Group of people kneeling around tree sapling
YouthMappers at the University of Dar es Salaam in Tanzania conduct afforestation monitoring fieldwork with local community members. | Photo Credit: Erick Tamba Mnyali

Mapping for a Sustainable Future: YouthMappers Tackle Global Climate Challenges

By Adele Birkenes, Lindsey Larsen

Since 2015, the USAID GeoCenter has supported YouthMappers, a program that equips university students around the world to use geospatial technology to address local and global development challenges. Now young people from more than 400 universities across 77 countries participate in the YouthMappers network, using their skills to identify and respond to the needs of their communities and support broader mapping campaigns. 

Provided with training in Geographic Information Systems (GIS), leadership, and professional development, YouthMappers collaborate with community organizations, governments, humanitarian partners, and local groups to inform decision making for sustainable development. While YouthMappers work across all development sectors, students have shown particular interest in conducting climate-related mapping activities.

Students and alumni of the YouthMappers network—including myself (Adele Birkenes, Geospatial Analyst at the USAID GeoCenter and co-founder/ former president of Vassar’s YouthMappers chapter)—have come of age at an “all hands on deck” moment regarding  the climate crisis. We, as young people, have found identity, purpose, and camaraderie in our participation in the YouthMappers program because it enables us to apply our digital skills and university coursework to tangibly tackle the climate-related issues that impact our day-to-day lives. Join me for a low-carbon tour around the world as we learn about the climate adaptation and mitigation work of YouthMappers, with a specific focus on projects related to disaster risk reduction, forest health, and urban sustainability.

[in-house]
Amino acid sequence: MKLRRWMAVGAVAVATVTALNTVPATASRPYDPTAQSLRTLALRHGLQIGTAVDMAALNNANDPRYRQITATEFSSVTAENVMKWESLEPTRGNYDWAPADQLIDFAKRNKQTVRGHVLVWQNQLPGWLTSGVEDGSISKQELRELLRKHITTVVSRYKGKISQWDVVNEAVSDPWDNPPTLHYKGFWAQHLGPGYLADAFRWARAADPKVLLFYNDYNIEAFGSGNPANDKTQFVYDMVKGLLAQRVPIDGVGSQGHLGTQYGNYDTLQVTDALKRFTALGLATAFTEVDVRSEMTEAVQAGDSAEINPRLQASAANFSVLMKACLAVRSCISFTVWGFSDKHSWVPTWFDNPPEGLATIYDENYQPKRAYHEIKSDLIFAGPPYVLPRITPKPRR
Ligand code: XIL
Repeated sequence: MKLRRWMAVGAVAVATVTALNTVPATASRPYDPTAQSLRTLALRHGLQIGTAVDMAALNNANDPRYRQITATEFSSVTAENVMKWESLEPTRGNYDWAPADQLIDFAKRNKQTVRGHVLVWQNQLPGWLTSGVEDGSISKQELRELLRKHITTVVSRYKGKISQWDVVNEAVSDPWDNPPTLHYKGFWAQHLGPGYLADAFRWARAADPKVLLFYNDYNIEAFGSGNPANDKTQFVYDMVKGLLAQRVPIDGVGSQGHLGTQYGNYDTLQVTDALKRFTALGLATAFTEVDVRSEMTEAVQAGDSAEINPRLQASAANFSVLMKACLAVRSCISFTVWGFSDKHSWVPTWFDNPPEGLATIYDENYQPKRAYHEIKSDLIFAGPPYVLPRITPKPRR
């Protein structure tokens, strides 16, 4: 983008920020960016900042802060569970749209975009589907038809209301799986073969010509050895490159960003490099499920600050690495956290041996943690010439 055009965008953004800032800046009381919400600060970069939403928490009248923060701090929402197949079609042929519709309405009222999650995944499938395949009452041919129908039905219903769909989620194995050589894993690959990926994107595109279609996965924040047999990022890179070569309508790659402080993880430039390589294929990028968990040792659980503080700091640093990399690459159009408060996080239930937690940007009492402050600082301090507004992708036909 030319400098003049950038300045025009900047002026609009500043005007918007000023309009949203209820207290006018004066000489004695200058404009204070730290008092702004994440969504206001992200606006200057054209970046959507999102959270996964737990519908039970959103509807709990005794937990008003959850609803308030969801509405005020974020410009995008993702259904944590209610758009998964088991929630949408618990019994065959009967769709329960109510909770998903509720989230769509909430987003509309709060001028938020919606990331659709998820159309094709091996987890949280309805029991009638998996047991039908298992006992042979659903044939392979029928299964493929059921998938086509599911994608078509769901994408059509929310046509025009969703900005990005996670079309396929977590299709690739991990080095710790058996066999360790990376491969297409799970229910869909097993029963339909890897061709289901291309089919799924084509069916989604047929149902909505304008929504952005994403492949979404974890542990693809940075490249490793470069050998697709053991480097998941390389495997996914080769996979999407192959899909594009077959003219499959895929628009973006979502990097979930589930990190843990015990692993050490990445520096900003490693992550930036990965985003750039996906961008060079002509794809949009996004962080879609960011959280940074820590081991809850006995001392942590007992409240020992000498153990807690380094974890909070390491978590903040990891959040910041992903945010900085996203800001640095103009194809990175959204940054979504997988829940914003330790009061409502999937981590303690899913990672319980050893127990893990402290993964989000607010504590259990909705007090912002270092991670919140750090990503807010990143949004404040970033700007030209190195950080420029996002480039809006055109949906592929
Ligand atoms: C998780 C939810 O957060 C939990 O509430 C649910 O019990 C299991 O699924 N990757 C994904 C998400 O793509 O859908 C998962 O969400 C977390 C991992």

Preparing for the Next Disaster

Climate change is making extreme weather events more frequent and intense, exacerbating existing inequalities and disproportionately impacting vulnerable populations. YouthMappers in Bangladesh, Iraq, and Mexico are among the many chapters helping their communities better prepare for and respond to disasters.

  • The Haor region of Bangladesh is a large wetland ecosystem with cultural, biological, and economic significance that is being threatened by increased flooding. To help inform flood mitigation plans in the region, YouthMappers at Shahjalal University of Science and Technology created a risk distribution map of Sunamganj District. Over a period of two days, a group of 15 dedicated students traveled by boat, car, and rickshaw to collect data on rainfall, land use, land cover, and other topographical information. They then used geospatial technology to develop a comprehensive map highlighting potential flood hazards. 
  • More frequent and severe flooding is also impacting Iraq, including the city of Erbil. YouthMappers at Erbil Polytechnic University organized a workshop with local government authorities, scientists, and community leaders to share their insights on flood mapping, risk assessment, and mitigation strategies. The workshop provided valuable data for local authorities and empowered the community with knowledge and resources to better respond to flooding events.
  • In October 2023, Hurricane Otis quickly—and unexpectedly—became the strongest Pacific landfalling hurricane on record in Mexico; the affected communities near Acapulco did not have access to the technology needed to anticipate its magnitude and adequately prepare for its impacts. Economically disadvantaged coastal neighborhoods where homes were mostly self-built experienced worse impacts than formal urban settlements. To help decision makers quickly assess the damage to coordinate response efforts, YouthMappers across the country coordinated a Mapathon to generate a base layer map in just 19 days, with nearly 1,000 strategic infrastructure sites completely mapped within one month.

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YouthMappers at Woldia University in Ethiopia.
Conserving Forests